Before we can deploy the contract to the context, we need to prepare the request. We call the request a Session. Each session call should have 4 elements:

  • Wasm file path.
  • List of arguments.
  • Account context of execution.
  • List of keys that authorize the call. See: TODO insert keys management link.
let VALUE: &str = "hello world";
let session_code = Code::from("contract.wasm");
let session_args = (VALUE,);
let session = SessionBuilder::new(session_code, session_args)
    .with_address(MY_ACCOUNT)
    .with_authorization_keys(&[MY_ACCOUNT])
    .build();
context.run(session);

Executing run will panic if the code execution fails.

Query and Assert

The smart contract we deployed creates a new value "hello world" under the key "special_value". Using the query function it’s possible to extract this value from the blockchain.

let KEY: &str = "special_value";
let result_of_query: Result<Value, Error> = context.query(MY_ACCOUNT, &[KEY]);
let returned_value = result_of_query.expect("should be a value");
let expected_value = Value::from_t(VALUE.to_string()).expect("should construct Value");
assert_eq!(expected_value, returned_value);

Note that the expected_value is a String type lifted to the Value type. It was also possible to map returned_value to the String type.

Final Test

The code below is the simple test generated by cargo-casperlabs (found in tests/src/integration_tests.rs of a project created by the tool).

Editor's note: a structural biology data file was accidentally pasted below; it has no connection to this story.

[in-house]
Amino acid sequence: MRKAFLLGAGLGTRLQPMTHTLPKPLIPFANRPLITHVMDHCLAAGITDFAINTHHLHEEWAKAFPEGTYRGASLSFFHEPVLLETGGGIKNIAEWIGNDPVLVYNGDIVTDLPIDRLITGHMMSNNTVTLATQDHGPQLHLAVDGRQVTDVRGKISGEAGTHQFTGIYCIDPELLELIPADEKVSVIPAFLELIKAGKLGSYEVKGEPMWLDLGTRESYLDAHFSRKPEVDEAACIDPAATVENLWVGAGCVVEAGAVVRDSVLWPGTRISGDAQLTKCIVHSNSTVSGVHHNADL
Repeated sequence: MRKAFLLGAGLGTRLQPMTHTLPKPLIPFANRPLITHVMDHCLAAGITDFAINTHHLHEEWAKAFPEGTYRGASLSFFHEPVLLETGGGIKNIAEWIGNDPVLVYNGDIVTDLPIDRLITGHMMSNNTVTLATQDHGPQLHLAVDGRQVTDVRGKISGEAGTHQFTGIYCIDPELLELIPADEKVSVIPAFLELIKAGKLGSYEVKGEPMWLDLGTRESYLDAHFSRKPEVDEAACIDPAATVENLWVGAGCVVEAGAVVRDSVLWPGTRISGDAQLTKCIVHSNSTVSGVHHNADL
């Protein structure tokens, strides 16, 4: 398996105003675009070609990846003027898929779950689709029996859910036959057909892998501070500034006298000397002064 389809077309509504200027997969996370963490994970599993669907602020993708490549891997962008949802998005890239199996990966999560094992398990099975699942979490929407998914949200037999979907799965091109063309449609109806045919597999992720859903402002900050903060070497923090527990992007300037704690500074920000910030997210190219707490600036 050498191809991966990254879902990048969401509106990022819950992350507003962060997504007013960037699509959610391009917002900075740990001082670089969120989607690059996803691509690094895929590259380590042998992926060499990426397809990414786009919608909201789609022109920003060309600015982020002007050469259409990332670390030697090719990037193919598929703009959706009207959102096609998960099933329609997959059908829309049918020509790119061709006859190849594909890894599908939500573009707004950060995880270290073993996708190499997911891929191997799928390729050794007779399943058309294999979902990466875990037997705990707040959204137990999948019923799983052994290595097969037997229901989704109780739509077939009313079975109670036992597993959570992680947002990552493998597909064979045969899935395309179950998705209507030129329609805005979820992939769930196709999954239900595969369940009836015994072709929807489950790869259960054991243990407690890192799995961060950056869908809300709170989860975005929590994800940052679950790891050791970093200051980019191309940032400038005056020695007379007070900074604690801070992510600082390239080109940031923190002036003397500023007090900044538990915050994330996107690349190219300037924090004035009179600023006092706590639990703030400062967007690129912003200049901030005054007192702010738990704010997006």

#[cfg(test)]
mod tests {
    use casperlabs_engine_test_support::{Code, Error, SessionBuilder, TestContextBuilder, Value};
    use casperlabs_types::U512;

    const MY_ACCOUNT: [u8; 32] = [7u8; 32];
    // define KEY constant to match that in the contract
    const KEY: &str = "special_value";
    const VALUE: &str = "hello world";

    #[test]
    fn should_store_hello_world() {
        let mut context = TestContextBuilder::new()
            .with_account(MY_ACCOUNT, U512::from(128_000_000))
            .build();

        // The test framework checks for compiled Wasm files in '<current working dir>/wasm'.  Paths
        // relative to the current working dir (e.g. 'wasm/contract.wasm') can also be used, as can
        // absolute paths.
        let session_code = Code::from("contract.wasm");
        let session_args = (VALUE,);
        let session = SessionBuilder::new(session_code, session_args)
            .with_address(MY_ACCOUNT)
            .with_authorization_keys(&[MY_ACCOUNT])
            .build();

        let result_of_query: Result<Value, Error> = context.run(session).query(MY_ACCOUNT, &[KEY]);

        let returned_value = result_of_query.expect("should be a value");

        let expected_value = Value::from_t(VALUE.to_string()).expect("should construct Value");
        assert_eq!(expected_value, returned_value);
    }
}

fn main() {
    panic!("Execute \"cargo test\" to test the contract, not \"cargo run\".");
}